Abstract and Keywords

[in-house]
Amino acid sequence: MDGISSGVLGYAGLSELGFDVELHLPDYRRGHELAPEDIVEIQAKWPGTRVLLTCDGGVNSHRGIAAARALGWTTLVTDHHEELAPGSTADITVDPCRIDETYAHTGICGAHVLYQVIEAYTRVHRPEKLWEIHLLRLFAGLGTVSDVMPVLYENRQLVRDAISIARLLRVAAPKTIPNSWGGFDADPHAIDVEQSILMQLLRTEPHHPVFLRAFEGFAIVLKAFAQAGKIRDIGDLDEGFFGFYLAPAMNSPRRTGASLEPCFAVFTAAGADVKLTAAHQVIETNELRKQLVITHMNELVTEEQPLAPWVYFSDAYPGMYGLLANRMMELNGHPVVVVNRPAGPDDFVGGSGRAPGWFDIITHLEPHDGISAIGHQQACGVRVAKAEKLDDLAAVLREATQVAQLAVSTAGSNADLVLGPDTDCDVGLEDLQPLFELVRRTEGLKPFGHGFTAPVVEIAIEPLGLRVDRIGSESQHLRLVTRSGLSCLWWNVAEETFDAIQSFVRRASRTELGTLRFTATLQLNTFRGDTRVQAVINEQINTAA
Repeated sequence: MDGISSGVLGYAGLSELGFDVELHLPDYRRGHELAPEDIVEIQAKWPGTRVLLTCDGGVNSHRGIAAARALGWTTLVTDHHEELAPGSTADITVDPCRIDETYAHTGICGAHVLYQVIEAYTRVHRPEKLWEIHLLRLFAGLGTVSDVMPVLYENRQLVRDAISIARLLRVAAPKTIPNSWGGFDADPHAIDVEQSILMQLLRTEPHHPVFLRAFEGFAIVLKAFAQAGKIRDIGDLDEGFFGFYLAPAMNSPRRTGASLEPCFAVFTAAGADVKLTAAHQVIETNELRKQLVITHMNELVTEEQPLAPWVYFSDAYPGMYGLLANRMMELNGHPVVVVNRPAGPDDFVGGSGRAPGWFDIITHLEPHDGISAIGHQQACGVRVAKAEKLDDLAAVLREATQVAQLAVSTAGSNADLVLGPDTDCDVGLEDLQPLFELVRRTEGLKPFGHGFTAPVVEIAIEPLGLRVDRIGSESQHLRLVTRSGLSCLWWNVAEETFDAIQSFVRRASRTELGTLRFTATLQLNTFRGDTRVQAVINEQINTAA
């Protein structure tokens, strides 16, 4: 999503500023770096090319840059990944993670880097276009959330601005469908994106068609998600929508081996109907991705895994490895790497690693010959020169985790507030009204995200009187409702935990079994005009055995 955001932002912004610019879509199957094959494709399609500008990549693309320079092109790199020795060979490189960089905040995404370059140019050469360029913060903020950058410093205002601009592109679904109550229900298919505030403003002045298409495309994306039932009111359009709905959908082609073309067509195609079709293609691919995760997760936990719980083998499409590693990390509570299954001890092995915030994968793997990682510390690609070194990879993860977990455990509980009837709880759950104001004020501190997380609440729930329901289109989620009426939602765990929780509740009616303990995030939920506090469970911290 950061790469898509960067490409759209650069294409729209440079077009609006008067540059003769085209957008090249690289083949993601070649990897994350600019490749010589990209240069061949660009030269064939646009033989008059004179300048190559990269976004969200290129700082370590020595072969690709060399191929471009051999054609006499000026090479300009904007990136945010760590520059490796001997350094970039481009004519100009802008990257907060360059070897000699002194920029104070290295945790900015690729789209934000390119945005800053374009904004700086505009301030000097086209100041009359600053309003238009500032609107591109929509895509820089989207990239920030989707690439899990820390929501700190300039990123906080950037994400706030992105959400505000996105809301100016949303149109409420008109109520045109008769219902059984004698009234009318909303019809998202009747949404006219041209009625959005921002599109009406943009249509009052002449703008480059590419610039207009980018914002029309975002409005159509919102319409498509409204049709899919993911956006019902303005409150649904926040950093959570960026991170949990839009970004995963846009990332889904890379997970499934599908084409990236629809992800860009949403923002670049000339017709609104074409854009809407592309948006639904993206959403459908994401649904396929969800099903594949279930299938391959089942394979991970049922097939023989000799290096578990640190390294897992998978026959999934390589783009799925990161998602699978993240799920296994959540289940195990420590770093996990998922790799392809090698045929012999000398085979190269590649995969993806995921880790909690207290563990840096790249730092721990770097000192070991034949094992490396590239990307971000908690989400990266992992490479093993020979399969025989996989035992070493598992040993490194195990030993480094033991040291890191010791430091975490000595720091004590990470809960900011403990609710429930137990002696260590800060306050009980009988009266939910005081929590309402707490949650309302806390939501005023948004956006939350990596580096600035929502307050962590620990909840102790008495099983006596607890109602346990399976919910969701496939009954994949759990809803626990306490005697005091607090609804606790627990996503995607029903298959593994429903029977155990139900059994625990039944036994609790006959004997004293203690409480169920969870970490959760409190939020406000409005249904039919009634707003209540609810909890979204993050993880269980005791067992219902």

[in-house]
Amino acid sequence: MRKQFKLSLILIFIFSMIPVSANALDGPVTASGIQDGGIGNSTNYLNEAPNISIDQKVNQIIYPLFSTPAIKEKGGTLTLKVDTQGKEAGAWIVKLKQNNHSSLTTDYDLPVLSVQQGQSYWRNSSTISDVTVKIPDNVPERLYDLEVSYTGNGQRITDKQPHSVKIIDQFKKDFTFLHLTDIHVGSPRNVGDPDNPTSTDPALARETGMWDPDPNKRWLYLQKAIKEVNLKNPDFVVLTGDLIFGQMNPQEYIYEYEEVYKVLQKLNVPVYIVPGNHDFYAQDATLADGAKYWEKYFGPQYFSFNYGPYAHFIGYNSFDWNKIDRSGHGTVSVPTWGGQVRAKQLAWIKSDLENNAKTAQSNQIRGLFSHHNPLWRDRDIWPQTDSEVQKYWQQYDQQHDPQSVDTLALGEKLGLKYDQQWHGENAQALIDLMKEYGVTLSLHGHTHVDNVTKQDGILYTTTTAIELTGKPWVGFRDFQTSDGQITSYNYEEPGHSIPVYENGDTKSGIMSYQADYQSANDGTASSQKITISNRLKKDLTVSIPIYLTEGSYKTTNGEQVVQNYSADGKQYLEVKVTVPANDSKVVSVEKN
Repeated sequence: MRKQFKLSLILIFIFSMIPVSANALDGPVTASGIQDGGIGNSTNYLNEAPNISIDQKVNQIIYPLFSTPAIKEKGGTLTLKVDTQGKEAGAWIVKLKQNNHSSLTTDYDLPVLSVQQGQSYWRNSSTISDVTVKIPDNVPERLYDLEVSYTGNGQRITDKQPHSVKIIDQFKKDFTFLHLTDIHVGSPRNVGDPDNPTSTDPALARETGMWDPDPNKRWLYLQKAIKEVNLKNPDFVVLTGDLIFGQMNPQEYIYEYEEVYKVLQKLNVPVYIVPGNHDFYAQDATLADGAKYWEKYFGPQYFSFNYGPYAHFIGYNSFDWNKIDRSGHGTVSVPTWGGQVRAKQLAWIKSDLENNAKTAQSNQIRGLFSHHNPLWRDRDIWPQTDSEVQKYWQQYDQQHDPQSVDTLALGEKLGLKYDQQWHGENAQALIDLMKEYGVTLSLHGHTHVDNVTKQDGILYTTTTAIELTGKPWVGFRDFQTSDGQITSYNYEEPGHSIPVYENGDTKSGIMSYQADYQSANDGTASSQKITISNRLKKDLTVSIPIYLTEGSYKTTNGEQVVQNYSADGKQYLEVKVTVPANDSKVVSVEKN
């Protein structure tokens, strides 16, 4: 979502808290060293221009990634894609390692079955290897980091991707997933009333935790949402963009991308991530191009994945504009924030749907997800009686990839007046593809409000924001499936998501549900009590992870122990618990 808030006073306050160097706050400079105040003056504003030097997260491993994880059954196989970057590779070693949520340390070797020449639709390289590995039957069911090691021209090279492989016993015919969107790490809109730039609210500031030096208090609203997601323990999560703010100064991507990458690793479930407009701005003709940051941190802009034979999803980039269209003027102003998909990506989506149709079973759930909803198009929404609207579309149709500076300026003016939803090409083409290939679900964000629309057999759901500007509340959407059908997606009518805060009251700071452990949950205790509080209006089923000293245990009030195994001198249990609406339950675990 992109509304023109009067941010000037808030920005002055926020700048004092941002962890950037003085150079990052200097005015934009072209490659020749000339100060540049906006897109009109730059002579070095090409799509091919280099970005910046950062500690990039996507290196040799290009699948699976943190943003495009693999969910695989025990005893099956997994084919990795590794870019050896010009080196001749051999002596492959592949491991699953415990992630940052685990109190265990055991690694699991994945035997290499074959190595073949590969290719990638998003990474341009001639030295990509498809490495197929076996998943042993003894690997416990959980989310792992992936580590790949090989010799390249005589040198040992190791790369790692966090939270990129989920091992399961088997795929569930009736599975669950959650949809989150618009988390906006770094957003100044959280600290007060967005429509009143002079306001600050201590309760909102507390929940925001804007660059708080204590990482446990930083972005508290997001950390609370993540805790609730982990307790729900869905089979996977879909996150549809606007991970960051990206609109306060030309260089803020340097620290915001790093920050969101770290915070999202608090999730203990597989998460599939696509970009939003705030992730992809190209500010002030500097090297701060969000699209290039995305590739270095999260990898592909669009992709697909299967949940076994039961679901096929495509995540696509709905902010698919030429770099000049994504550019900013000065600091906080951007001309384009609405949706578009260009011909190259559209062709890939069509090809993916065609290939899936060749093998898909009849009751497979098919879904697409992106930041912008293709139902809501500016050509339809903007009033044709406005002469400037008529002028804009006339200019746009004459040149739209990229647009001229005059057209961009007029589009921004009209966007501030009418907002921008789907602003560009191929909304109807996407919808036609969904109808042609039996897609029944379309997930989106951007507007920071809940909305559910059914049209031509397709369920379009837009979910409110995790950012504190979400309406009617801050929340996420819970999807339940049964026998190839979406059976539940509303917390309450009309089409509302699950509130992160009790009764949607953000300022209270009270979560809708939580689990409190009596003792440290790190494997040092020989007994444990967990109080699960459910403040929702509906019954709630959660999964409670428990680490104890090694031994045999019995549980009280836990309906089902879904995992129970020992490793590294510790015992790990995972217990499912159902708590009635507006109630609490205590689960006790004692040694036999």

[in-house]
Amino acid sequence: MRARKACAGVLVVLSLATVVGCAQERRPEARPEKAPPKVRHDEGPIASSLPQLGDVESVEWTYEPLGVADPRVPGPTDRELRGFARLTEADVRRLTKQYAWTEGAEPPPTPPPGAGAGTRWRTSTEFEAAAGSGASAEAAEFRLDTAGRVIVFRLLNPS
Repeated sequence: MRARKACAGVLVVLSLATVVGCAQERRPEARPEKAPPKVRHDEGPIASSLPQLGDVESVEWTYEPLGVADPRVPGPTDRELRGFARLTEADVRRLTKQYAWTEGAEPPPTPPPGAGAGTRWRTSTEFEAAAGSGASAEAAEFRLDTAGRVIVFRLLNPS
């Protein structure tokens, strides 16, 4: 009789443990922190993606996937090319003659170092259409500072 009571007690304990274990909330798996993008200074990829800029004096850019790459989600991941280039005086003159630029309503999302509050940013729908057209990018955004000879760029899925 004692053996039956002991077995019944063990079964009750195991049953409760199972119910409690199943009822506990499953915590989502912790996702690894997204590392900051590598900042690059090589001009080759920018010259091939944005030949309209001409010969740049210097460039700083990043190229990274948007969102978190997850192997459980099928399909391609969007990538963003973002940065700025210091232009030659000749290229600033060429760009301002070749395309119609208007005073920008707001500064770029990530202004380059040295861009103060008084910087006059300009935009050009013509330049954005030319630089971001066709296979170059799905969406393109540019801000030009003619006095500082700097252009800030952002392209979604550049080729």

Corruption, understood as a special means by which private agents may seek to pursue their interest in competition for preferential treatment by government officials or politicians and where the “means” are valued by the recipient, is viewed by most social scientists as a major obstacle to economic, political, and social development and a source of inefficiency. This chapter presents a framework and taxonomy for the study of corruption. Within this framework, corruption is conceptualized as a particular instance of the more general social phenomena we call influence-seeking activities. The chapter provides an overview of theoretical models of corruption, summarizes cross-country evidence on the causes and consequences of corruption, and evaluates the recent literature on laboratory, field, and quasi-natural experiments.
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